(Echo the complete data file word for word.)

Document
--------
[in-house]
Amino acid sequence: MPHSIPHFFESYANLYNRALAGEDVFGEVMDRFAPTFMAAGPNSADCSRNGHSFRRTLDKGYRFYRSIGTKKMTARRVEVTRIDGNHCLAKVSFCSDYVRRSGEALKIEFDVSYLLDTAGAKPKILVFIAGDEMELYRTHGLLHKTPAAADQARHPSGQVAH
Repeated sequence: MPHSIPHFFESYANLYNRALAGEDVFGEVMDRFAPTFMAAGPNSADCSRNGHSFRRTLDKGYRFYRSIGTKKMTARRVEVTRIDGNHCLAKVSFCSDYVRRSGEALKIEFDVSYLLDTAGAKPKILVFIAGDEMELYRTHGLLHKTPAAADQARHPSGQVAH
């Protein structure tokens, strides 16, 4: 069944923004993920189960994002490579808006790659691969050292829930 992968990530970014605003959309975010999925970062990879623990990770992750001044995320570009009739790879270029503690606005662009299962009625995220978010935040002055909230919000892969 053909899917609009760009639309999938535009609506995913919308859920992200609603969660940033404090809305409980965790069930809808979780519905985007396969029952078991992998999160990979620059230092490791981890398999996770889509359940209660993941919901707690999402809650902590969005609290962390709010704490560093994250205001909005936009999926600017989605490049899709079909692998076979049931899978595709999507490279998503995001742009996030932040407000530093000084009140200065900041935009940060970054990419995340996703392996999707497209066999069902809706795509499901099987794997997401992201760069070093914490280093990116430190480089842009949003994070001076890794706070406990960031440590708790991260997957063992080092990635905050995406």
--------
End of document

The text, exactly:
[in-house]
Amino acid sequence: MPHSIPHFFESYANLYNRALAGEDVFGEVMDRFAPTFMAAGPNSADCSRNGHSFRRTLDKGYRFYRSIGTKKMTARRVEVTRIDGNHCLAKVSFCSDYVRRSGEALKIEFDVSYLLDTAGAKPKILVFIAGDEMELYRTHGLLHKTPAAADQARHPSGQVAH
Repeated sequence: MPHSIPHFFESYANLYNRALAGEDVFGEVMDRFAPTFMAAGPNSADCSRNGHSFRRTLDKGYRFYRSIGTKKMTARRVEVTRIDGNHCLAKVSFCSDYVRRSGEALKIEFDVSYLLDTAGAKPKILVFIAGDEMELYRTHGLLHKTPAAADQARHPSGQVAH
């Protein structure tokens, strides 16, 4: 069944923004993920189960994002490579808006790659691969050292829930 992968990530970014605003959309975010999925970062990879623990990770992750001044995320570009009739790879270029503690606005662009299962009625995220978010935040002055909230919000892969 053909899917609009760009639309999938535009609506995913919308859920992200609603969660940033404090809305409980965790069930809808979780519905985007396969029952078991992998999160990979620059230092490791981890398999996770889509359940209660993941919901707690999402809650902590969005609290962390709010704490560093994250205001909005936009999926600017989605490049899709079909692998076979049931899978595709999507490279998503995001742009996030932040407000530093000084009140200065900041935009940060970054990419995340996703392996999707497209066999069902809706795509499901099987794997997401992201760069070093914490280093990116430190480089842009949003994070001076890794706070406990960031440590708790991260997957063992080092990635905050995406």